What should an individual investor do if the overall stock market isn't expected to return much over the next few years? That tricky question has been on my mind since I read legendary value investor Bill Nygren's comments in the December 2004 issue of Outstanding Investor Digest (yes, I know that's a while back... you know how magazines can pile up).

Instead of increasing cash holdings to take some big swings at future discounted stocks, Nygren is buying what can be considered "quality stocks" during this time of uncertainty. Should individual investors like you and me follow in his footsteps?

Nygren's choice
Nygren decided to pay up now for quality. There's nothing wrong with that. Warren Buffett has been espousing that idea for decades. And Nygren didn't just buy any old stock willy-nilly. He decided to employ the "pay up for quality" strategy because today's premiums for quality are cheap relative to the premiums of a few years ago.

For example, Nygren recently added Wal-Mart (NYSE:WMT) to the Oakmark stable. During the raging bull market, investors had to pay more than 50 times earnings for Wal-Mart, almost twice the average price-to-earnings (P/E) ratio of the S&P 500. Since Wal-Mart was growing about 7% faster than the index, it would have taken 10 years (using the rule of 72: 72/7% = 10 years to double) to eliminate that premium. Today, the company only has a few years of premium (its P/E is 20), and Nygren expects that Wal-Mart will continue to be a quality company. He gave the same type of argument for Citigroup (NYSE:C). In buying quality companies at relatively attractive multiples, Nygren expects to generate outsized returns.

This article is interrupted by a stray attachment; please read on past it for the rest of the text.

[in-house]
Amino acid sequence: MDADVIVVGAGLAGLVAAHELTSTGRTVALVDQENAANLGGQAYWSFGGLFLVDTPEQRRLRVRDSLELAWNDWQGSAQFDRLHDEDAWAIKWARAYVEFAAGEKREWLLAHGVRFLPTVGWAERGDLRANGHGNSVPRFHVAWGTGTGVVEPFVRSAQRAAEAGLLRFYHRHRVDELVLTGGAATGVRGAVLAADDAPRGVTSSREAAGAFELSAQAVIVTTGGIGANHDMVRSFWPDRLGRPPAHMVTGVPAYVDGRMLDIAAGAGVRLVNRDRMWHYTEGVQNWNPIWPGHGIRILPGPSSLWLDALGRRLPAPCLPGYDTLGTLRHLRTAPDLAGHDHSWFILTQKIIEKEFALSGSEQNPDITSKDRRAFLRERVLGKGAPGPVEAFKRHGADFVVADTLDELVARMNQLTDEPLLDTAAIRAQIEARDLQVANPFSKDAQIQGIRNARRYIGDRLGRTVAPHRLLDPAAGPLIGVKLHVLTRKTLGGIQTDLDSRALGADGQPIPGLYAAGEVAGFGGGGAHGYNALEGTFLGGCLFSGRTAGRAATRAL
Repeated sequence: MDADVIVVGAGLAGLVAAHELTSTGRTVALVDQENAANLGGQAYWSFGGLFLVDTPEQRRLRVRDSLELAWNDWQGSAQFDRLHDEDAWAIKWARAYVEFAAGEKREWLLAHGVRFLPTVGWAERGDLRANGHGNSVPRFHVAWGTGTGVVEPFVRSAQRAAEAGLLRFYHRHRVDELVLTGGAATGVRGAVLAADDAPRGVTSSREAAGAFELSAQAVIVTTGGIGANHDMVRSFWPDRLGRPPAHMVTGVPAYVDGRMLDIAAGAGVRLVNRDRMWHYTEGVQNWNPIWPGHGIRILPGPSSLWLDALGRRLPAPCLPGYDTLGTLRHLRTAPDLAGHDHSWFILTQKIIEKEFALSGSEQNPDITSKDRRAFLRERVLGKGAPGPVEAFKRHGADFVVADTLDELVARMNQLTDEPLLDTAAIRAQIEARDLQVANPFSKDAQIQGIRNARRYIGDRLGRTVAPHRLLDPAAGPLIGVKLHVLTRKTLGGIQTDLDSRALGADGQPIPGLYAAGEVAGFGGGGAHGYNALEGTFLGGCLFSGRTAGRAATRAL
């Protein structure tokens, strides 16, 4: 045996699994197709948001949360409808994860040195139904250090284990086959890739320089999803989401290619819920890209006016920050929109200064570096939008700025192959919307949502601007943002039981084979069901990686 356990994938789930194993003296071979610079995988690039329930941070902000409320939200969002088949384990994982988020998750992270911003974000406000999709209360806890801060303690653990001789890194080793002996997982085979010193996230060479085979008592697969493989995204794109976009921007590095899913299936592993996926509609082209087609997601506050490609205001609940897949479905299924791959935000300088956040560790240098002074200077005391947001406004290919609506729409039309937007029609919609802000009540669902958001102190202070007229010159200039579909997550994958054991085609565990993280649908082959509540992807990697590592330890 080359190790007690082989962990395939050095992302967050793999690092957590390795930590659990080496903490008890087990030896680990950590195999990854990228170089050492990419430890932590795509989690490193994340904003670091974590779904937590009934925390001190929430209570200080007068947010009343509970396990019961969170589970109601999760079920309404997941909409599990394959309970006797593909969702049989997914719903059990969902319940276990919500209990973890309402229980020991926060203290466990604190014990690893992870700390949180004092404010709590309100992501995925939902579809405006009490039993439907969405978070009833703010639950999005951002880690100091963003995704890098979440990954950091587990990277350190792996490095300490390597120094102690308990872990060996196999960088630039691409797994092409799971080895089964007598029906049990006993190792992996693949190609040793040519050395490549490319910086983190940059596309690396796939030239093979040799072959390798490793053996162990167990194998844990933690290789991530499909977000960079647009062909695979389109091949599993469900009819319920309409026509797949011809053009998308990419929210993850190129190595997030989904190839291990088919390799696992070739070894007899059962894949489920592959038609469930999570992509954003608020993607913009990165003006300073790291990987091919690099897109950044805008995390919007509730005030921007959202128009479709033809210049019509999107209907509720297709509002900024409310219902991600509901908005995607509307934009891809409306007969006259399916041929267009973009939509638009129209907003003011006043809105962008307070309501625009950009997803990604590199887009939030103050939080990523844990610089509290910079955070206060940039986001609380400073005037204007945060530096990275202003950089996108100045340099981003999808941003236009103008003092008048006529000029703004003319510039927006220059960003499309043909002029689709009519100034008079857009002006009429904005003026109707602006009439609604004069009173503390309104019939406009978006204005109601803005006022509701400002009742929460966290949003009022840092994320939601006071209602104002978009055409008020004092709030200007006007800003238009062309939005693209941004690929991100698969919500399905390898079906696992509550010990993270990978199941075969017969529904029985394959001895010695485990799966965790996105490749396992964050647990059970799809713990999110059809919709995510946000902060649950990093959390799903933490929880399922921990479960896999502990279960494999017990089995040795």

That said, Nygren might feel some pressure to stay invested. He manages billions of dollars for lots of investors. They want him using the cash, not sitting on it. Moreover, with all that capital to invest, there may not be enough opportunities in smaller companies to take meaningful positions. Wal-Mart and Citigroup, on the other hand, have huge market caps.

What other pros are doing
Bill Miller of Legg Mason, arguably the best mutual fund manager over the past decade, is fully invested. But he's always fully invested. He never appears to have much of a problem stuffing money into ideas (and he's got some serious capital to allocate). And while InterActiveCorp (NASDAQ:IACI) might not seem to fit in the traditional stable of value stocks, it is interesting to see that stock beside a pretty big bet in Citigroup as well.

Wally Weitz is doing things differently. According to the latest data available, his equity funds have approximately 70% of their capital in stocks and approximately 30% in cash. He has decided to keep more money on the sidelines in search of deeper discounts. Part of the reason Weitz holds cash is that he has been selling stocks such as Alltel (NYSE:AYZ) and Caesars Entertainment (NYSE:CZR). We don't know how much of the cash has been reallocated yet, so my 70/30 allocation ratio could be a bit off. But it's interesting to see Pfizer (NYSE:PFE), another high-quality stock and a Motley Fool Inside Value recommendation, in his portfolio.

We see three professional investors purchasing various amounts of quality stocks and holding different amounts of cash. It's clear that there is no one-size-fits-all strategy to investing in an uncertain market. So what's an individual investor to do? Thank goodness the standard business school answer still works: It depends.

Don't be afraid to hold cash